A Memorial Day ceremony at Fort Knox will honor a Daviess County native who received the military’s highest decoration—the Medal of Honor.
Monday’s ceremony at the Brooks Parade Field at Ft. Knox will honor U.S. military troops, both past and present, for their service. Part of the “past” will be a remembrance of P.F.C. David Paul Nash, a native of the Daviess County town of Whitesville.
As a member of the 9th Infantry Division, the 21-year-old Nash was serving in Dinh Tuong Province in Vietnam. According to his Medal of Honor citation, Nash and three fellow soldiers were on an overnight patrol December 29th, 1968. An enemy grenade exploded near them, wounding two of the soldiers.
Seconds later, a second grenade landed nearby. Nash shouted a warning to his comrades and threw himself on the grenade.
His citation says Nash “saved the lives of the three men in the area at the sacrifice of his life.”
Nash is buried at Saint Mary of the Woods Cemetary in Whitesville, and a section of Highway 54 that runs through the town is named “The David P. “Paulie” Nash Memorial Highway.”
Kevin's interview with Nick Brake, incoming head of Owensboro Public Schools
The incoming chief of the Owensboro Public School system says fully-funding pre-Kindergarten programs would be the best education investment state lawmakers could make.
Nick Brake will take over as leader of Owensboro's school system July 1, following seven years with the Greater Owensboro Economic Development Corporation.
He told WKU Public Radio increased pre-K funding is money well spent.
"If you fully fund those programs, not only do you contribute three-to-one to their earnings later, but every dollar you spend there ends up saving the state money on the back end with benefit programs, criminal justice, and other savings," Brake said. "It's a long-term investment and sometimes those are difficult for public policy makers to swallow, but I think it's an investment that needs to be made."
Brake signed a four-year contract Monday to take over as leader of the Owensboro Public School system.
Owensboro Public Schools didn’t have to go far to find the new chief of its city school system. Nick Brake, president and CEO of the Greater Owensboro Economic Development Corporation, has signed a four-year contract to lead Owensboro Public Schools.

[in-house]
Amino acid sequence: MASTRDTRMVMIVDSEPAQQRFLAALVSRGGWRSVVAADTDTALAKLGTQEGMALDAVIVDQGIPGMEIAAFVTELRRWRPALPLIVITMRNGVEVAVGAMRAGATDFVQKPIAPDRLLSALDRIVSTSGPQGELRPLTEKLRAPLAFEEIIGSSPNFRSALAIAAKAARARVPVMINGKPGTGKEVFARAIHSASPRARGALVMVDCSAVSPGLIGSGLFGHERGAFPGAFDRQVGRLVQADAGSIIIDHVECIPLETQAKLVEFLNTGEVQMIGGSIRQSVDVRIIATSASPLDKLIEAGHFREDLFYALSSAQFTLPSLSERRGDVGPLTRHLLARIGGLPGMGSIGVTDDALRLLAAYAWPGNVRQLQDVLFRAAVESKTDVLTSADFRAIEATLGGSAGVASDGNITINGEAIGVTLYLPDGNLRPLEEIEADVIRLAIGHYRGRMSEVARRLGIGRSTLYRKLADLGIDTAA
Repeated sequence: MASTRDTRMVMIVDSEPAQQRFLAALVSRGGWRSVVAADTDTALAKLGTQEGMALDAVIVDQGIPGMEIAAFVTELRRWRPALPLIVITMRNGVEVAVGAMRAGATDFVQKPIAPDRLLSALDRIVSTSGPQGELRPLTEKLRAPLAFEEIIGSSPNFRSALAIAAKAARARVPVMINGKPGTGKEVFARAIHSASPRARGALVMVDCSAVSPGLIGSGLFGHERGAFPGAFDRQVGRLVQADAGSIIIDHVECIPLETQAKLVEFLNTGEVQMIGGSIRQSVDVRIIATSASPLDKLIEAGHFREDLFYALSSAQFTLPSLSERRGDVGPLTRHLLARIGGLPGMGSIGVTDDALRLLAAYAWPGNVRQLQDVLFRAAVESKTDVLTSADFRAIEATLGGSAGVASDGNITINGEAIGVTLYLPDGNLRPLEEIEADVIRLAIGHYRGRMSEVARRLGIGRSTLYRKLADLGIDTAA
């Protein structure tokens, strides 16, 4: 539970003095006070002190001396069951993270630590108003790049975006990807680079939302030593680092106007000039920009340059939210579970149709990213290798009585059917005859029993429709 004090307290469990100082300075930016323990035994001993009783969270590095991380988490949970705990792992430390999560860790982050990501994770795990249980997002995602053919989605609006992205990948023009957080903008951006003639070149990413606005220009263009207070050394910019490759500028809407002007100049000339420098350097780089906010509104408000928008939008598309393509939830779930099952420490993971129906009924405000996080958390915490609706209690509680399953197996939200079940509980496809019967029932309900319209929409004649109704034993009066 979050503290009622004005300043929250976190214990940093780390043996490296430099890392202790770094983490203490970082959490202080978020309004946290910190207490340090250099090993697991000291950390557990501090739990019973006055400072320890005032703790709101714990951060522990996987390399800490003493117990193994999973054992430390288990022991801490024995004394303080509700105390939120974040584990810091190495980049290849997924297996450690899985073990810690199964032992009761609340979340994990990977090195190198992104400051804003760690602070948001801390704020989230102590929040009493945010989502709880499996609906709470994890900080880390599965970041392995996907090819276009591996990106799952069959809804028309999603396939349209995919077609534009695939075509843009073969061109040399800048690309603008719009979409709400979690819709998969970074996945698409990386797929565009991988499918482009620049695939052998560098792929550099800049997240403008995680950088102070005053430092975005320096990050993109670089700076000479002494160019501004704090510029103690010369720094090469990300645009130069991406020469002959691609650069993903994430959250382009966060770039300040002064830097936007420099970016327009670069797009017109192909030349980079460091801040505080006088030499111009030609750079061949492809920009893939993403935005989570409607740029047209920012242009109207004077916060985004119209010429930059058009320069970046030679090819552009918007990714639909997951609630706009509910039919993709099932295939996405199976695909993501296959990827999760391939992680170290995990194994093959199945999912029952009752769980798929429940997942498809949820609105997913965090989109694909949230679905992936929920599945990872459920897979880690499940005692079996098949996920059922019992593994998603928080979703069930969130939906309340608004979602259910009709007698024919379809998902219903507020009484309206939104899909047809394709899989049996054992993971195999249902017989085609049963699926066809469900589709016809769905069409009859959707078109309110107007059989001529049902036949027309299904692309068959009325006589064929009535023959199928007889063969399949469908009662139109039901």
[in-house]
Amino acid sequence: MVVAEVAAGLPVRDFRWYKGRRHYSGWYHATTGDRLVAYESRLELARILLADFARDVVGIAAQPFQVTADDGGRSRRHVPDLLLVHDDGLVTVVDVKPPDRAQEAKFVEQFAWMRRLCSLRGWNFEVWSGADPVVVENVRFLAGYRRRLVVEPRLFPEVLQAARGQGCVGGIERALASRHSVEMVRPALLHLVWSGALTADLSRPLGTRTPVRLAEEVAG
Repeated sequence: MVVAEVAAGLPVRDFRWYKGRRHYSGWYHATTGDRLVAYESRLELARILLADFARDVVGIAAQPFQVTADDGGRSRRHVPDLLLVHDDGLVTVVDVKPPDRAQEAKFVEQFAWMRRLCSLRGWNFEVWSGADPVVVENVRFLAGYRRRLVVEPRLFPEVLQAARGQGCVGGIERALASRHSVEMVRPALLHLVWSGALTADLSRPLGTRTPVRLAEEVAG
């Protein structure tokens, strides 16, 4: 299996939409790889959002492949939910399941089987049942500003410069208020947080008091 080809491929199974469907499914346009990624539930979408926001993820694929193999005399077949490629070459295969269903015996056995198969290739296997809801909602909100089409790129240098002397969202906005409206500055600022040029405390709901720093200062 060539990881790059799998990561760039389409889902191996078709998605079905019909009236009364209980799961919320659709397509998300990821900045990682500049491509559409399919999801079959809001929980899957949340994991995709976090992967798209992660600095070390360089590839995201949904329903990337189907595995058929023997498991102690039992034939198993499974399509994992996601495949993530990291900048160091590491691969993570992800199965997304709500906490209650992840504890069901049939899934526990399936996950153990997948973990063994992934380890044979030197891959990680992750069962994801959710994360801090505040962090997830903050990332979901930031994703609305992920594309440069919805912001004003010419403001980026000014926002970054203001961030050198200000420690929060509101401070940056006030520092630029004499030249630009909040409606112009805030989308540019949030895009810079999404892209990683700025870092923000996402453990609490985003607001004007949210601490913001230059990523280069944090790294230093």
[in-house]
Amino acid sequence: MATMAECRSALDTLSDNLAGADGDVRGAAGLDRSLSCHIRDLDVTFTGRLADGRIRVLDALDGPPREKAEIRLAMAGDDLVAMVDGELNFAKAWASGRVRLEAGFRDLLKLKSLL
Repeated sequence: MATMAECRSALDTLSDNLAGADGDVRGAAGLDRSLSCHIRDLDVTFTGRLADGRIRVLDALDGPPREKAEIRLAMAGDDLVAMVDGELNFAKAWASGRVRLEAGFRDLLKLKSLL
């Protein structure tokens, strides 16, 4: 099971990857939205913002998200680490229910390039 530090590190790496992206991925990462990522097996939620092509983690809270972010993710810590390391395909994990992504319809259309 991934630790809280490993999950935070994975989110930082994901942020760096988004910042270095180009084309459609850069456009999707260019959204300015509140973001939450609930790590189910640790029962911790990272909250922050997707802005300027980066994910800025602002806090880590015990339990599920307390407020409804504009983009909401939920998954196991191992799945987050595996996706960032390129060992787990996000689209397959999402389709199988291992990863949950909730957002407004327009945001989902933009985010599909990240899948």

A proposed budget for Daviess County includes a $1 million increase in spending on general fund operations, and a two-percent cost of living increase for county employees.
Daviess County Judge-Executive Al Mattingly presented an 87 page document outlining a $23.5 million dollar plan for general fund spending next fiscal year, a nearly 5 percent increase over the current year.
The Messenger-Inquirer reports the new budget keeps property and payroll tax rates at the same levels, and contains one-million-dollars less for the Daviess County Detention Center. The facility has generated more revenue on its one, and that $1 million will instead be freed up for capitol projects.
Mattingly says he’s happy the proposed county budget contains $2.5 million less in overall debt than the current fiscal year, with no new debt taken on next year.
A Daviess County native who is an Alaska-based military policeman will serve 16 years in prison and will be dishonorably discharged for selling secrets to an FBI undercover agent who he believed was a Russian spy, a panel of eight military members decided Monday.
Spec. William Colton Millay of Owensboro, pleaded guilty last month to attempted espionage and other counts.